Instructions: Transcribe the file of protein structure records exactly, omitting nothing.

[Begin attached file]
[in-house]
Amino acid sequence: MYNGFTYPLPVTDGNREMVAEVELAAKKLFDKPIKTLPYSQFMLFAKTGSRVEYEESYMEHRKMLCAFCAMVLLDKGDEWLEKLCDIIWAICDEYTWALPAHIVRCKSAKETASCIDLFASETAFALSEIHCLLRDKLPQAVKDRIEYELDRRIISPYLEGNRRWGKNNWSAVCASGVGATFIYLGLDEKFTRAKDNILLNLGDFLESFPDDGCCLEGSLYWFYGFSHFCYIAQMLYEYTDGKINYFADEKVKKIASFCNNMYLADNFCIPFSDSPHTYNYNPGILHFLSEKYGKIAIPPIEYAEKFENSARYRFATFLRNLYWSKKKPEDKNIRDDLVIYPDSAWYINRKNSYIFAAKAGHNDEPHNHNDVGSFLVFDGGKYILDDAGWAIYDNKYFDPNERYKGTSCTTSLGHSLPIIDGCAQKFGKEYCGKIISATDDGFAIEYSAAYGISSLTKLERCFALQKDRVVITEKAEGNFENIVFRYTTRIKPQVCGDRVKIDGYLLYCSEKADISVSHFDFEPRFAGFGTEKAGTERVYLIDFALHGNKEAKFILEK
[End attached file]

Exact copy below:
[in-house]
Amino acid sequence: MYNGFTYPLPVTDGNREMVAEVELAAKKLFDKPIKTLPYSQFMLFAKTGSRVEYEESYMEHRKMLCAFCAMVLLDKGDEWLEKLCDIIWAICDEYTWALPAHIVRCKSAKETASCIDLFASETAFALSEIHCLLRDKLPQAVKDRIEYELDRRIISPYLEGNRRWGKNNWSAVCASGVGATFIYLGLDEKFTRAKDNILLNLGDFLESFPDDGCCLEGSLYWFYGFSHFCYIAQMLYEYTDGKINYFADEKVKKIASFCNNMYLADNFCIPFSDSPHTYNYNPGILHFLSEKYGKIAIPPIEYAEKFENSARYRFATFLRNLYWSKKKPEDKNIRDDLVIYPDSAWYINRKNSYIFAAKAGHNDEPHNHNDVGSFLVFDGGKYILDDAGWAIYDNKYFDPNERYKGTSCTTSLGHSLPIIDGCAQKFGKEYCGKIISATDDGFAIEYSAAYGISSLTKLERCFALQKDRVVITEKAEGNFENIVFRYTTRIKPQVCGDRVKIDGYLLYCSEKADISVSHFDFEPRFAGFGTEKAGTERVYLIDFALHGNKEAKFILEK